Monday, 22 September 2014

The First World War Uncovered - IWM Duxford event

From the Imperial War Museum at Duxford (http://www.iwm.org.uk/visits/iwm-duxford):

The First World War Uncovered
Saturday 27 September
10am to 4.30pm
Marshall Auditorium, AirSpace

Discovering Douglas Haig, the origins of the First World War, the career of Phillipe Petain and medicine in the Great War

The First World War Uncovered looks at different aspects of the Great War with authoritative and engaging speakers.

Professor Gary Sheffield presents two fascinating lectures. In Douglas Haig Reassessed he looks at the controversial military commander who is seen by some as a great leader, while others view him as a callous, unthinking butcher.

In this lecture, Professor Gary Sheffield, author of the most recent biography of Haig, weighs up the evidence and argues that while both extremes of opinion are wrong, Haig deserves a great deal of credit for the Allied victory in the First World War.

In his second lecture, Not Sleepwalking: The Origins of the First World War Revisited, Professor Gary Sheffield argues that the currently fashionable view that no state can be blamed for causing the war, that Europe ‘sleepwalked’ into a devastating conflict, is wrong. The origins of the war rest with the leaders of Germany and Austria-Hungary, who took conscious decisions in the summer of 1914 which led to the ensuing Armageddon.

Jonathan Krause is a Lecturer in Strategic Studies at the Royal Air Force College at Cranwell. He discusses Philippe Petain who, in 1914, was a 58 year old Colonel and just two years away from retirement after a long and middling career. The next four years would turn Petain into a household name.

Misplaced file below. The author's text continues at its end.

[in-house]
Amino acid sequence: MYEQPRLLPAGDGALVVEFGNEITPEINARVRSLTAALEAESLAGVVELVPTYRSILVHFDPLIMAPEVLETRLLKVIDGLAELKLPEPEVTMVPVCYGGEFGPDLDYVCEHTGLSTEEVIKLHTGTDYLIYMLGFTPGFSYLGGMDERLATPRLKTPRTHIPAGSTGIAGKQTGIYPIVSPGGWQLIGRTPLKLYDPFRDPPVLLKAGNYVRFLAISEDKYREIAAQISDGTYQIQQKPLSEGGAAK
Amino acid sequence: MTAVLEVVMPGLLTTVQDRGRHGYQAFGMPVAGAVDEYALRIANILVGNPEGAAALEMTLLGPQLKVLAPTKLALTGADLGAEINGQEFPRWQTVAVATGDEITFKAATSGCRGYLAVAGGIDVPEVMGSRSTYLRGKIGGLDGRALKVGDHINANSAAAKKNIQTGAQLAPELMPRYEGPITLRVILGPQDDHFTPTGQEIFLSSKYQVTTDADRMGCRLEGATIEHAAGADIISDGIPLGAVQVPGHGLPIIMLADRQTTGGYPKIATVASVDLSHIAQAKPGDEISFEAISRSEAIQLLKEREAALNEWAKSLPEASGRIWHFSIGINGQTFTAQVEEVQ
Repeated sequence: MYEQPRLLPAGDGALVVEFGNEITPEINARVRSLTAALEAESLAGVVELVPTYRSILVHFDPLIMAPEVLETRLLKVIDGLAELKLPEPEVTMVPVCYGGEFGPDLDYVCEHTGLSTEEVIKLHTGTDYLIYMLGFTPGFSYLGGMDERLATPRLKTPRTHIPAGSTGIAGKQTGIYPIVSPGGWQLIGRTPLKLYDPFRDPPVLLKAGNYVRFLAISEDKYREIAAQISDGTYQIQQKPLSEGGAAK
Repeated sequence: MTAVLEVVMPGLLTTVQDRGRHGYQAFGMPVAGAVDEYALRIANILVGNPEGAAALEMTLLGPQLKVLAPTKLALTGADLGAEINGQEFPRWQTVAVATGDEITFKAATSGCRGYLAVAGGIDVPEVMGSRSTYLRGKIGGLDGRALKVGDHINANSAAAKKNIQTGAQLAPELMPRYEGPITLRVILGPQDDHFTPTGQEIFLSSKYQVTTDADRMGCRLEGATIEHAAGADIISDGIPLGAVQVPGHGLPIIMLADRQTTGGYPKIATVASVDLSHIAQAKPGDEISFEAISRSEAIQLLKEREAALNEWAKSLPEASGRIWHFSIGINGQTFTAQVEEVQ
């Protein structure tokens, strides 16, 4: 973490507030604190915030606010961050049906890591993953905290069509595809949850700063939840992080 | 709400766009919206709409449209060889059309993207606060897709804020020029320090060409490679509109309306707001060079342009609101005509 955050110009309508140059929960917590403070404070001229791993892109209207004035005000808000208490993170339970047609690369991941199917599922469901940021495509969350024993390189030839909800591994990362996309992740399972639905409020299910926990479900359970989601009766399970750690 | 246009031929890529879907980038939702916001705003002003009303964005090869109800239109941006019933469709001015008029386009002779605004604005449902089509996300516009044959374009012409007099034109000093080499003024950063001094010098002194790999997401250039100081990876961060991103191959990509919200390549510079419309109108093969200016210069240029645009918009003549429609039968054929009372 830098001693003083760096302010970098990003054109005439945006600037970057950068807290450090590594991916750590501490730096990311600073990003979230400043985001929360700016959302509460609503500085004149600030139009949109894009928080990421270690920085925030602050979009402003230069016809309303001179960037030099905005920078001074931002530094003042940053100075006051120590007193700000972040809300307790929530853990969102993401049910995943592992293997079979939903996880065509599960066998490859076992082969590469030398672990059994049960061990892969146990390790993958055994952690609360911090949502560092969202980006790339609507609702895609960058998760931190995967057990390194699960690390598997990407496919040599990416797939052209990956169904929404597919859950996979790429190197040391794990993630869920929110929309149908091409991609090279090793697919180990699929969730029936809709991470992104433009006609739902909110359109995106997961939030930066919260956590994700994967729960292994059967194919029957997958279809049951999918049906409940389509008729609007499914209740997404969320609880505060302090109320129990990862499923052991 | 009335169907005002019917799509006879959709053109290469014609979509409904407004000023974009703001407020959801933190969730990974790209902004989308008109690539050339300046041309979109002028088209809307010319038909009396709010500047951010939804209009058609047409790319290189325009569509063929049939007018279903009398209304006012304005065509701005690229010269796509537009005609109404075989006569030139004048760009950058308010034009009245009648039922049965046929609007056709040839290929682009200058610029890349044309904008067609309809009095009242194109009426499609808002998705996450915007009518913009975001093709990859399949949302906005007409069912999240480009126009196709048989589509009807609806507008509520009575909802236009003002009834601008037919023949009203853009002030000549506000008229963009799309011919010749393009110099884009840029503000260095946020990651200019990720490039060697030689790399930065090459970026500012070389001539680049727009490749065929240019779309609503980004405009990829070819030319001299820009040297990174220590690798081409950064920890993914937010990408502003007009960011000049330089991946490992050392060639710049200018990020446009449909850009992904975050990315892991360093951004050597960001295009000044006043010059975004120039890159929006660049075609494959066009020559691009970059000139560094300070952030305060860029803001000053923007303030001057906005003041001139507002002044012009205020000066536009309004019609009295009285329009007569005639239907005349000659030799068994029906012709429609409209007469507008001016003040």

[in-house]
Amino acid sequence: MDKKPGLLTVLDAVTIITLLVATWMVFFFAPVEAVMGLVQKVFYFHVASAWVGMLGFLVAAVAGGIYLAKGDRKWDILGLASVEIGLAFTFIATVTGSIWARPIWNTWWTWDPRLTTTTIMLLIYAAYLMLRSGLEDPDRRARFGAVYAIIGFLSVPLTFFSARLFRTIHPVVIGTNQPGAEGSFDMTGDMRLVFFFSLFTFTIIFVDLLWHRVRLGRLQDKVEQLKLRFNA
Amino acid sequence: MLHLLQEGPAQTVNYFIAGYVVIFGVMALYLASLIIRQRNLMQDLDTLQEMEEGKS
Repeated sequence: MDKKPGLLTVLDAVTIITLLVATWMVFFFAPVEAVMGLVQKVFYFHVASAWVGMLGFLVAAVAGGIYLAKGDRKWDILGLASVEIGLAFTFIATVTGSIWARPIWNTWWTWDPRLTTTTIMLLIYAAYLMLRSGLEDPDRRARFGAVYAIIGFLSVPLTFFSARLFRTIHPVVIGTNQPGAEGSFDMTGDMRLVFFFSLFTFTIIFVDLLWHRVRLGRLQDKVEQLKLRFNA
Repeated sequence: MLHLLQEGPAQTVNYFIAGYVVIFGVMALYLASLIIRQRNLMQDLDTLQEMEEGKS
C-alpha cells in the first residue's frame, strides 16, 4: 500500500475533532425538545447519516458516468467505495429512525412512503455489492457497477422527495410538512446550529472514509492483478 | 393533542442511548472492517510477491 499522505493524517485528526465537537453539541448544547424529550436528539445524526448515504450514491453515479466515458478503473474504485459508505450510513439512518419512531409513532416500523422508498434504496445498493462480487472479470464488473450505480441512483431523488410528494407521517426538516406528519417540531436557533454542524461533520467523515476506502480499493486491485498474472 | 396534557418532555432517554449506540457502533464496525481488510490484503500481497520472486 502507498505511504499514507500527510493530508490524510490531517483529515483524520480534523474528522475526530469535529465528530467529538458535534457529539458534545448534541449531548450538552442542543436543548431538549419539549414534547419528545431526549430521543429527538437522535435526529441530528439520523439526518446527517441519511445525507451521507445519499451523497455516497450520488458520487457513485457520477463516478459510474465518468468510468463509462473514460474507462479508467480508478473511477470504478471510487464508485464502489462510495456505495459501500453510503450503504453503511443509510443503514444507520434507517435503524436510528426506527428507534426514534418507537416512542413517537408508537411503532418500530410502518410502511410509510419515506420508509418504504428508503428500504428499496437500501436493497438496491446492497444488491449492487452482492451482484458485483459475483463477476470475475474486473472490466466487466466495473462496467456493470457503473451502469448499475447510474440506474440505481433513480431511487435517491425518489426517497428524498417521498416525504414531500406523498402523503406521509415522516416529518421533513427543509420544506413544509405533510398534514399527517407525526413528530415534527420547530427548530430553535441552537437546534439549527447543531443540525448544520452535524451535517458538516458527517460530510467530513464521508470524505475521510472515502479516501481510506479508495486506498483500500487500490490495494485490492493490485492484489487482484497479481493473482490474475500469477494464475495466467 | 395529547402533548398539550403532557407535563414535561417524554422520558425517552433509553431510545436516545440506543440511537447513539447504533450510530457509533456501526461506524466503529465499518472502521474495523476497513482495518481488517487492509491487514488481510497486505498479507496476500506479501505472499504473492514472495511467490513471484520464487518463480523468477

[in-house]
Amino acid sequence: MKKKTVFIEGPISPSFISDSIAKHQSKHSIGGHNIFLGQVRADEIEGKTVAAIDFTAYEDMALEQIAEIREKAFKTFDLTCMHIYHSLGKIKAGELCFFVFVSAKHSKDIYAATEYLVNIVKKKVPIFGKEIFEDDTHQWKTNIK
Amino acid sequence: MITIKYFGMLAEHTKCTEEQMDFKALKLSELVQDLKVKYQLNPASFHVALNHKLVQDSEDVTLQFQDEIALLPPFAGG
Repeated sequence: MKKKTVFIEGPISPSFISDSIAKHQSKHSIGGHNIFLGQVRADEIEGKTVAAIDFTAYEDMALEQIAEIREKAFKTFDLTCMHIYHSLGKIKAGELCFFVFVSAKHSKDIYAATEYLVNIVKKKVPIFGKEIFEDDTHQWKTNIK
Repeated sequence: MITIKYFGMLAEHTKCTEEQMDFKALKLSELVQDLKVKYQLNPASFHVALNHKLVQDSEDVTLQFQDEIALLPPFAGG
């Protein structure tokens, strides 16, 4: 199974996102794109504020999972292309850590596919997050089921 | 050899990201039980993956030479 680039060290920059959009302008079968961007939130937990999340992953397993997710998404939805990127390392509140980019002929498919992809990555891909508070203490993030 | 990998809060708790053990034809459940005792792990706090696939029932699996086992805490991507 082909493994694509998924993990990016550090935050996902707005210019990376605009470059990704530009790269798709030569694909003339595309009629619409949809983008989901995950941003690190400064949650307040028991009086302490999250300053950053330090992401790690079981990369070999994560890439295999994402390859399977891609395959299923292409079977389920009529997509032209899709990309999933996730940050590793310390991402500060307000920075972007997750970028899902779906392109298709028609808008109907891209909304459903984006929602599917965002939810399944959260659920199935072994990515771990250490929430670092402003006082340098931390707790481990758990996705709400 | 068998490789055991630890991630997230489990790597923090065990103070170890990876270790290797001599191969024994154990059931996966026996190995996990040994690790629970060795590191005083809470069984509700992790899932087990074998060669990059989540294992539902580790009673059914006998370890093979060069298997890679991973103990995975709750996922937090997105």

Rising quickly to the rank of General, Petain would be rocketed to fame upon taking control of the Battle of Verdun in the early, desperate days of that ten-month-long struggle. Petain’s popularity with his soldiers, who appreciated his caring, attentive command style, led to his becoming Commander-in-Chief of French forces in the aftermath of the disastrous Nivelle Offensive and resulting mutiny.

Jonathan Krause will introduce you to Petain, both as a commander and as a human being, to better contextualise his influence on the conduct of the First World War.

Andrew Spooner presents a talk about medicine in the First World War. He will cover everything from trench diseases, such as trench fever and trench foot, to injuries sustained in action. He will explain how casualties were evacuated from the trenches to the rear lines and then finally back to the Voluntary Aid Detachment hospitals in Britain.

Andrew will have a range of original First World War medical artefacts on display and will use these artefacts, alongside original images, to demonstrate how various injuries were treated.

Places for The First World War Uncovered Special Interest Day must be booked in advance and can be booked online at iwm.org.uk

Ticket prices (including admission to all IWM Duxford exhibitions):
Adult (16-59 years) £21.50
Child (under 16 years) £4
Senior (60 years and over) £17.20
Student (in possession of a valid student card) £17.20
Unemployed (with proof of entitlement) £17.20
Disabled Adult (proof of disability allowance required) £17.20
Disabled Senior (proof of disability allowance required) £15.05
Disabled Student (proof of disability allowance required ) £15.05
Disabled child (proof of disability allowance required) £4
Carer (one per disabled visitor) £4
Supporter (Duxford Aviation Society Member, Friend of Duxford, IWM Friend, IWM Volunteer) £4

(With thanks to Esther Blaine)

Chris

Now available for UK research is the new second edition of the best selling Tracing Your Family History on the Internet: A Guide for Family Historians, whilst my new book British and Irish Newspapers is also now out. And please consider purchasing the great new version of Caledonia by The Libations at 79p via www.caledonia2014.com - all profits go to help fund Scottish foodbanks

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